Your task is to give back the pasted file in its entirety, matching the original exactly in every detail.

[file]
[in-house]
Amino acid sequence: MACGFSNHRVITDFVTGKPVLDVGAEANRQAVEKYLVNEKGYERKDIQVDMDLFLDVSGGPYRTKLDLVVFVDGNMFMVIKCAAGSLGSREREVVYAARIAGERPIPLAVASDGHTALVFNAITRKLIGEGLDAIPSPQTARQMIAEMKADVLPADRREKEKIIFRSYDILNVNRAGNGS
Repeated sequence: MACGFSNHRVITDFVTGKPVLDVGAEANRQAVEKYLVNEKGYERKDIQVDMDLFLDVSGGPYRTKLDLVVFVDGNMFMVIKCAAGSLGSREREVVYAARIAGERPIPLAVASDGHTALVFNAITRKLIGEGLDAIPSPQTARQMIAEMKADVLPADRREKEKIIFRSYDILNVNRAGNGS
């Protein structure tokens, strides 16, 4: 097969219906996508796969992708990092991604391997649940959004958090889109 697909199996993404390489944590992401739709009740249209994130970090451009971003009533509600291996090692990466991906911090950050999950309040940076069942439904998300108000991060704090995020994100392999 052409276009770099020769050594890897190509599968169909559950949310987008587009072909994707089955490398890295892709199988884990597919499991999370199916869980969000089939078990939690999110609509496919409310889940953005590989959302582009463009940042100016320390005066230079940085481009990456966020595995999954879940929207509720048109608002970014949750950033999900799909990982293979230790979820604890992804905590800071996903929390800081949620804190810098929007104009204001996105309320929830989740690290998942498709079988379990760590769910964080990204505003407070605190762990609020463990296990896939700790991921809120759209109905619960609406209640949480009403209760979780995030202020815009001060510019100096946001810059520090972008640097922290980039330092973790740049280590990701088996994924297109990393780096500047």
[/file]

[in-house]
Amino acid sequence: MACGFSNHRVITDFVTGKPVLDVGAEANRQAVEKYLVNEKGYERKDIQVDMDLFLDVSGGPYRTKLDLVVFVDGNMFMVIKCAAGSLGSREREVVYAARIAGERPIPLAVASDGHTALVFNAITRKLIGEGLDAIPSPQTARQMIAEMKADVLPADRREKEKIIFRSYDILNVNRAGNGS
Repeated sequence: MACGFSNHRVITDFVTGKPVLDVGAEANRQAVEKYLVNEKGYERKDIQVDMDLFLDVSGGPYRTKLDLVVFVDGNMFMVIKCAAGSLGSREREVVYAARIAGERPIPLAVASDGHTALVFNAITRKLIGEGLDAIPSPQTARQMIAEMKADVLPADRREKEKIIFRSYDILNVNRAGNGS
């Protein structure tokens, strides 16, 4: 097969219906996508796969992708990092991604391997649940959004958090889109 697909199996993404390489944590992401739709009740249209994130970090451009971003009533509600291996090692990466991906911090950050999950309040940076069942439904998300108000991060704090995020994100392999 052409276009770099020769050594890897190509599968169909559950949310987008587009072909994707089955490398890295892709199988884990597919499991999370199916869980969000089939078990939690999110609509496919409310889940953005590989959302582009463009940042100016320390005066230079940085481009990456966020595995999954879940929207509720048109608002970014949750950033999900799909990982293979230790979820604890992804905590800071996903929390800081949620804190810098929007104009204001996105309320929830989740690290998942498709079988379990760590769910964080990204505003407070605190762990609020463990296990896939700790991921809120759209109905619960609406209640949480009403209760979780995030202020815009001060510019100096946001810059520090972008640097922290980039330092973790740049280590990701088996994924297109990393780096500047």